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November Foraging Guide

As we head into Winter, there are still plenty of wild edibles to be found along the hedgerows. Here is my list of what to forage for this month, with advice on the best places to look as well as a few tips on how to use what you gather.

The weather has turned, and the mornings are chilly and dark. It can be difficult to find the motivation to get out for a walk at this time of year, but I find that doing a little foraging along the way can help add purpose and encourages me to go out a little more often than I'm usually inclined to in cold weather. I do try to wait for the not so wet and chilly days, but they are becoming less and less frequent, and although we are not foraging as much as we do during the Summer months, there is still quite a variety of wild food to be found.

Here are a few things to forage for in November.

Bright red rowan berries

Rowan Berries

Although you might find the trees are rather bare of leaves, you can still find large clusters of bright red rowan berries clinging to the branches. They are one of those suspicious red berries you were probably warned away from as a child, and told they were poisonous - they are in fact edible, but maybe not to everyone's taste! If you are new to foraging for rowan berries, try and find a tree with leaves to help with identification - the leaflets grow in pairs along a single stem, sometimes with a single leaf at the end. They are quite common as ornamental trees, planted along cycle tracks, paths and roads, but they are native to the UK, so you find them out in the wild quite easily. They are commonly used to make jellies to go alongside meats and cheese, but they can be used to make jams and chutneys as well.

The general advice is that these should be cooked before eating, as they can be slightly toxic raw when eaten in great quantities.

a basket of foraged apples


Even though apple season is generally thought of as September and October, there are still quite a few around during November - generally lurking at the tops of the trees and out of reach! Wild apples are usually best reserved for cooking rather than eating straight from the tree, and for me, nothing beats an apple crumble. I have a recipe for an Apple and Blackberry crumble which can be found here - if you don't have any blackberries squirrelled away in your freezer, then you can substitute with more apples and a generous sprinkling of ground cinnamon.

Hawthorn tree and haws


Haws are the red fruits from the Hawthorn tree, and are a common Winter edible among foragers. They generally start to ripen around September, and they are said to best picked after the first frosts as this helps sweeten them a little, but as these things very rarely seem to align, you can mimic this at home by popping them in the freezer for a day or two. One of the most popular recipes for the berries is to use them to make a ketchup substitute, and as they contain very high levels of pectin, the ingredient needed to help set jams and jellies, they also make a great addition to sweet and savory preserves. They are very easily found in urban areas, as they are used to form hedgerows and usually planted in parks and gardens too.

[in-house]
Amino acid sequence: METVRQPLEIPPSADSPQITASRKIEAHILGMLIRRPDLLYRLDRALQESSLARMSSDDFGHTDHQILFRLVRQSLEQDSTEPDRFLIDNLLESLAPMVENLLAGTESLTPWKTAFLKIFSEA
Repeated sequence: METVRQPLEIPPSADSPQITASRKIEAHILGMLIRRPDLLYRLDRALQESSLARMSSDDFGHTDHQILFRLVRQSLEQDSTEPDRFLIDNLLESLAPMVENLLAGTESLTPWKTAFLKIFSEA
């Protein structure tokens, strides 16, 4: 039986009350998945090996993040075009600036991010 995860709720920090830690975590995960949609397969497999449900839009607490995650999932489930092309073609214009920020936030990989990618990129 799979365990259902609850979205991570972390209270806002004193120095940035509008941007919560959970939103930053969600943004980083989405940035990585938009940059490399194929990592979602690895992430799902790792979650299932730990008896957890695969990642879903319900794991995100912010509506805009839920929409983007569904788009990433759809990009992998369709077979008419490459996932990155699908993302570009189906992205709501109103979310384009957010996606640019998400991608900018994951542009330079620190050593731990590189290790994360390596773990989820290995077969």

Dog rose rosehips


While I've noticed that most of the Japanese Rose hips have gone over, there more hardy Dog Rose will hold onto plump rosehips all Winter long, so although they are hard and can be a little difficult to work with, they last well after almost all of the other fruits have gone. They are incredibly high in Vitamin C and are traditionally used to make medicinal syrups to ward off winter colds and flu. Dog Roses are a common sight in most hedgerows and woodlands, usually leaping out away from the hedge. Their thick vines can harbor some intense thorns - something to be mindful of when your gathering.

stinging nettles


I tend to think of Nettles as more of a Spring green, but they are classed as edible at this time of year too. After they have flowered and dropped their seeds, its not uncommon for nettles to send out fresh new growth which can be (carefully) plucked and used in any way you would normally use spinach, or other side greens like kale. And don't worry, nettles loose their sting after they have been cooked. My favorite nettle recipe is Wild Garlic and Nettle soup, but it is just as good on its own as there isn't any wild garlic around in November. You could also try adding it to a stir-fry, or even frying it in butter as a side green.

Foraging for mushrooms: wood blewit, field mushrooms and shaggy inkcaps


There is a huge variety of edible mushrooms which pop up during November, more than at any other time of the year. Its a common misconception that you have to be deep in the woods to forage for mushrooms, when in fact almost all of the mushrooms pictured above were found in and around town. So long as you stay away from busy roads, there is no reason you shouldn't forage for urban mushrooms. Be sure to check (and double check) against a reliable and reputable source or two for help with identification and never eat anything you can't identify.

Sea Buckthorn

You'll have to head to the coast to find these bright orange berries, as they grow in sandy soil and along the dunes. The berries come into season around September but they can linger on the tree all Winter long, offering a great source of Vitamin C and antioxidants when there is little other fruit around to forage. I haven't had the chance to use these berries yet, but I have found 'my spot' and I'm hoping to get the chance to gather some soon to experiment with!



The Cramlington Forager

Here I share my own recipes which I use to make the most of seasonal wild food. You'll find handy foraging guides and plant profiles to help get to know the plants which grow all around us, and to start you down your own foraging journey.


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